Document - Republic of Maldives: Fear of torture / prisoner of conscience: Mohamed Shaheeb

EXTERNALAI Index: ASA 29/01/97


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UA 36/97 Fear of torture / Prisoner of Conscience31 January 1997


REPUBLIC OF MALDIVESMohamed Shaheeb, journalist



Mohamed Shaheeb, a journalist writing for the newspaper Haveeru, was arrested on 20 January 1997, reportedly in connection with a fictional short story he had written, called "Kuda Golhi" ("the interrogation room"), about the treatment of a young woman detained in solitary confinement in a police cell. It is believed that Mohamed Shaheeb is currently in Dhoonidhoo detention centre. Amnesty International considers him to be a prisoner of conscience, held in contravention of his right to freedom of expression, and is seriously concerned for his safety while in police custody.


BACKGROUND INFORMATION


Journalists and writers have over the last few years been among those detained for expressing views considered to be critical of the government of President Maumoon Abdul Gayoom, who has been in power since 1978. Another freelance journalist, Mohamed Nasheed, was arrested in November 1994 and charged apparently in connection with an article he had written about the 1994 general elections and the 1993 presidential elections, published in a magazine in the Philippines. He was tried and sentenced in April 1996 to two years’ imprisonment, reduced to six months on appeal. He was released on 26 December 1996 on completion of his sentence. Ahamed Shafeeq, a writer and historian, and Ali Moosa Didi, a writer and politician, were arrested in April 1995 reportedly in connection with articles and statements they had made and were held for several months in detention without charge or trial. Amnesty International considered that Mohamed Nasheed, Ahamed Shafeeq and Ali Moosa Didi were prisoners of conscience (see UA 115/95, ASA 29/02/95, 25 May 1995 and updates).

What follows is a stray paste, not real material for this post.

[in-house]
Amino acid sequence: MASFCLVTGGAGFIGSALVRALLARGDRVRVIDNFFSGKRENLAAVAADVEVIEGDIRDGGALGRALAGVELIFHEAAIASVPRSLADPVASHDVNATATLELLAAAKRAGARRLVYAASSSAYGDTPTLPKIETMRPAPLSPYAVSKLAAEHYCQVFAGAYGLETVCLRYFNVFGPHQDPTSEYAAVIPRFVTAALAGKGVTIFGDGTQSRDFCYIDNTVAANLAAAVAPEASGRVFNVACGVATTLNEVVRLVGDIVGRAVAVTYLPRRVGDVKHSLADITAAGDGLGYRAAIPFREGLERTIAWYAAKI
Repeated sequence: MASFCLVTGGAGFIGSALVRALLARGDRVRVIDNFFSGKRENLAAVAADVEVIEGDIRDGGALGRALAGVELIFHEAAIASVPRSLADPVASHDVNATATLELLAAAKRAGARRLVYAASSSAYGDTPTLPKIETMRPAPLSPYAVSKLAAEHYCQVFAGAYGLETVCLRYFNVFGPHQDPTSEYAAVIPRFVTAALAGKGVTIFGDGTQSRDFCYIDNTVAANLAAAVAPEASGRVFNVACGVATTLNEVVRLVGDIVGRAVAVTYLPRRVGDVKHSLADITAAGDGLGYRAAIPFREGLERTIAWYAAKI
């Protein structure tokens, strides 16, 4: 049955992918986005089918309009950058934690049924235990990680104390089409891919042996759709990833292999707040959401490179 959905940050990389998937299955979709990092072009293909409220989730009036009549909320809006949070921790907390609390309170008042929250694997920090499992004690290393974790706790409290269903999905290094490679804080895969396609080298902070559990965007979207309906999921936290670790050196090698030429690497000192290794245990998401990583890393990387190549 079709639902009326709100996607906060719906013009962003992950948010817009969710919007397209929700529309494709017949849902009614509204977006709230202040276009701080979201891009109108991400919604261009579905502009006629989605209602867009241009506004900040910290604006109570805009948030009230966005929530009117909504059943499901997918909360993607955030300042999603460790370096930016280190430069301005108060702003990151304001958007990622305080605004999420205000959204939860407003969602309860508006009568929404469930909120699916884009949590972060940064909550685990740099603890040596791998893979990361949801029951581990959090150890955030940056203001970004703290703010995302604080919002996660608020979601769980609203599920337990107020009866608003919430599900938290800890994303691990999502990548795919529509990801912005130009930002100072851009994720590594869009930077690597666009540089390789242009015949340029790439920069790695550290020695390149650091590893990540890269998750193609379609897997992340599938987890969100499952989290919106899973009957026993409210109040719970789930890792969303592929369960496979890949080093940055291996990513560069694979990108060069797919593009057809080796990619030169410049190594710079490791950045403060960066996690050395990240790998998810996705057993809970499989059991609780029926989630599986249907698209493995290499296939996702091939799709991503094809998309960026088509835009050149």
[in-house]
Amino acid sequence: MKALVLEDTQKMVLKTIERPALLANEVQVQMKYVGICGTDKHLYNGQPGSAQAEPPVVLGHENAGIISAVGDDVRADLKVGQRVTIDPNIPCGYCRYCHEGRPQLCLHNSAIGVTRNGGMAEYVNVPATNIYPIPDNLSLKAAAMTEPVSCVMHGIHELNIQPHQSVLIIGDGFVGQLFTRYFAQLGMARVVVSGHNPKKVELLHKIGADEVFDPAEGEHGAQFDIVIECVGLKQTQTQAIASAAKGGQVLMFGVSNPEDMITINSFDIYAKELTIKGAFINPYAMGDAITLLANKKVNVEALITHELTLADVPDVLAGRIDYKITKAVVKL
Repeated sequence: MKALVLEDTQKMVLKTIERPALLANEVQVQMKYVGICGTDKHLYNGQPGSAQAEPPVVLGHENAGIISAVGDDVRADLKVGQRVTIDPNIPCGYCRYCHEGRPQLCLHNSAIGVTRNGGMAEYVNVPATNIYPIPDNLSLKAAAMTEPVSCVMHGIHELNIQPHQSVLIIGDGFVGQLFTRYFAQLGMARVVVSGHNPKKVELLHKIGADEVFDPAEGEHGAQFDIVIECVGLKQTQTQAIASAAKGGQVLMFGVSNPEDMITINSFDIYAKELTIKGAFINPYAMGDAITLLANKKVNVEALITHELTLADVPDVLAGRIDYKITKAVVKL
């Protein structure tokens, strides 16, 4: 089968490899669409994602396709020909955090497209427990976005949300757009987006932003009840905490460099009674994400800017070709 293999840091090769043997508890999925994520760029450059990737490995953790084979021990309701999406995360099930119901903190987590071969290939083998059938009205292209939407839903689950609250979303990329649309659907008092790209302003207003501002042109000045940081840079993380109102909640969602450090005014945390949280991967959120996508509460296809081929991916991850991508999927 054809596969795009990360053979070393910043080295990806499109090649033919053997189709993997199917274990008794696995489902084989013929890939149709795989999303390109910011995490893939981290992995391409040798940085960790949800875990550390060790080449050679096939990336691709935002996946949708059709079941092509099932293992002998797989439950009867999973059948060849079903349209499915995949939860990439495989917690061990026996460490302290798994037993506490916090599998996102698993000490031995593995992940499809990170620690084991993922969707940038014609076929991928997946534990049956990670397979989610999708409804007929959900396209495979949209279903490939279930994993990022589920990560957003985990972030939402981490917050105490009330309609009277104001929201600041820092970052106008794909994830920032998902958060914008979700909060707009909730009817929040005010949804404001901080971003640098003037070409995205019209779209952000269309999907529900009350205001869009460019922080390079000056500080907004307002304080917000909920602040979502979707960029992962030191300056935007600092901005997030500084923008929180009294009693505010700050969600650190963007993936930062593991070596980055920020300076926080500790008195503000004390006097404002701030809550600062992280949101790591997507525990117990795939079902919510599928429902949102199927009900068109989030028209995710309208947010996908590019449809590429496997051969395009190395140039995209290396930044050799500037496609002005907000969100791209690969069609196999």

Amnesty International has received several reports that while in detention political and other prisoners have been subjected to torture or ill-treatment and that confessions were made under duress. Before they are brought to trial, political prisoners are either kept at Male’ police headquarters or at Dhoonidhoo detention centre, which also comes under the direct responsibility of the police. Several prisoners who have been held at Dhoonidhoo have complained of ill-treatment there during the period of their interrogation. Some detainees have been held for long periods without charge or trial, either at Dhoonidhoo detention centre or under house arrest, and sometimes in solitary confinement.


RECOMMENDED ACTION: Please send telegrams/telexes/faxes/express/airmail letters in English or your own language:

- expressing concern about the arrest of Mohamed Shaheeb on 20 January 1997;

- expressing concern that he is a prisoner of conscience held in contravention of his right to freedom of expression, and calling for his immediate and unconditional release;

- urging that he be treated humanely and not subjected to torture or other forms of cruel, inhuman or degrading treatment or punishment.


APPEALS TO:


President Maumoon Abdul Gayoom

The President’s Office

Marine Drive (North)

Male’

Republic of Maldives

Fax: * 960 32 55 00

Telegrams: President Gayoom, Male, Maldives

Salutation: Dear President


Lt Colonel Adam Zahir

Officer in Charge, Police Headquarters

C/O Ministry of Defence and National Security

Bandeyrige

Ahmed Magu

Male’

Republic of Maldives

Fax: * 960 325525

Telegrams: Lt Colonel Zahir, Police Headquarters, Male, Maldives

Salutation: Dear Lt Colonel


COPIES TO:


Abdulla Hameed

Speaker

Office of the Citizens’ Majlis

Naadi, Ameer Ahmed Magu

Male’

Republic of Maldives


and to diplomatic representatives, if any, of Republic of Maldives accredited to your country.


PLEASE SEND APPEALS IMMEDIATELY. Check with the International Secretariat, or your section office, if sending appeals after 20 March 1997.

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